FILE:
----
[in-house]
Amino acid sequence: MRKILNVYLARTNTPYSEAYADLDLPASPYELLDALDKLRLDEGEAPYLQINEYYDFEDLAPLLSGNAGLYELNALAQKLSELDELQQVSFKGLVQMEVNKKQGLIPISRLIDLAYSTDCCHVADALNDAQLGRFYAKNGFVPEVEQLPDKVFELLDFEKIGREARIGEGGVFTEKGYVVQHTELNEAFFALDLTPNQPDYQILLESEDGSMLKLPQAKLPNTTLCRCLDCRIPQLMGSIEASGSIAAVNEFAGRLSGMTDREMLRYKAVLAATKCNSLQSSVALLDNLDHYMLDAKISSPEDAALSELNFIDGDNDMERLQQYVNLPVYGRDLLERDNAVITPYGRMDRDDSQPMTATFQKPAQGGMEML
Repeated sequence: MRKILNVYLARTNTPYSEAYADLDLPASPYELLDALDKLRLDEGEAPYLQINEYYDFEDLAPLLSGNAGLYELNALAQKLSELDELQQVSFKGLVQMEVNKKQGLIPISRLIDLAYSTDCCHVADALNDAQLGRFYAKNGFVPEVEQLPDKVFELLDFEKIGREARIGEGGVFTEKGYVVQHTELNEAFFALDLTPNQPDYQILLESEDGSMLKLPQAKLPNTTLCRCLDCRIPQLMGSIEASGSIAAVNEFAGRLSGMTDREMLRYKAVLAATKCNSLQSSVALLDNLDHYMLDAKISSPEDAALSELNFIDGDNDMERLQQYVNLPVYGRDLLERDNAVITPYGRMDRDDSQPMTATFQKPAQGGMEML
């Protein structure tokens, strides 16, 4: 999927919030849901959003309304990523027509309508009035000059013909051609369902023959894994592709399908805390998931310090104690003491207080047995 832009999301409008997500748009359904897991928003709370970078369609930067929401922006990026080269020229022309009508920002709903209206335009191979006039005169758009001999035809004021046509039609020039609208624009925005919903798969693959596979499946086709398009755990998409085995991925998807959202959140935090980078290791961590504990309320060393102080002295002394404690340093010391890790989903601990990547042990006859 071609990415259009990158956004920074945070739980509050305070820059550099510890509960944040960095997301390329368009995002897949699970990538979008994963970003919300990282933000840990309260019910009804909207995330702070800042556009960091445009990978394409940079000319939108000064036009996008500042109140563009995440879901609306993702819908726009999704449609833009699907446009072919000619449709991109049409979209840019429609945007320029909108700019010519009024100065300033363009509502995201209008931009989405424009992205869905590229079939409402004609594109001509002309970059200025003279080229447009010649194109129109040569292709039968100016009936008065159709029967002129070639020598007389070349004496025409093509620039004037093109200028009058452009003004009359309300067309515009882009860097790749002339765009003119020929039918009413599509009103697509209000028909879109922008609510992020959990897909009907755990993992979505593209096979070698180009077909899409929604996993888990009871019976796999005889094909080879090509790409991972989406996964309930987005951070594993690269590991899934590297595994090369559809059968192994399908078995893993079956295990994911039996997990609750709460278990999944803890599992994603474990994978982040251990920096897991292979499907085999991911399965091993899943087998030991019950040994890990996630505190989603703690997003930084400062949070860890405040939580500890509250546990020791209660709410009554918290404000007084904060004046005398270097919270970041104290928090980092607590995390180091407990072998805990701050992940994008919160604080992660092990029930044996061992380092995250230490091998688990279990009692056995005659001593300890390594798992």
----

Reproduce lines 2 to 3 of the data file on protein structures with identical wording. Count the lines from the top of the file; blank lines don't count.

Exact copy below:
Amino acid sequence: MRKILNVYLARTNTPYSEAYADLDLPASPYELLDALDKLRLDEGEAPYLQINEYYDFEDLAPLLSGNAGLYELNALAQKLSELDELQQVSFKGLVQMEVNKKQGLIPISRLIDLAYSTDCCHVADALNDAQLGRFYAKNGFVPEVEQLPDKVFELLDFEKIGREARIGEGGVFTEKGYVVQHTELNEAFFALDLTPNQPDYQILLESEDGSMLKLPQAKLPNTTLCRCLDCRIPQLMGSIEASGSIAAVNEFAGRLSGMTDREMLRYKAVLAATKCNSLQSSVALLDNLDHYMLDAKISSPEDAALSELNFIDGDNDMERLQQYVNLPVYGRDLLERDNAVITPYGRMDRDDSQPMTATFQKPAQGGMEML
Repeated sequence: MRKILNVYLARTNTPYSEAYADLDLPASPYELLDALDKLRLDEGEAPYLQINEYYDFEDLAPLLSGNAGLYELNALAQKLSELDELQQVSFKGLVQMEVNKKQGLIPISRLIDLAYSTDCCHVADALNDAQLGRFYAKNGFVPEVEQLPDKVFELLDFEKIGREARIGEGGVFTEKGYVVQHTELNEAFFALDLTPNQPDYQILLESEDGSMLKLPQAKLPNTTLCRCLDCRIPQLMGSIEASGSIAAVNEFAGRLSGMTDREMLRYKAVLAATKCNSLQSSVALLDNLDHYMLDAKISSPEDAALSELNFIDGDNDMERLQQYVNLPVYGRDLLERDNAVITPYGRMDRDDSQPMTATFQKPAQGGMEML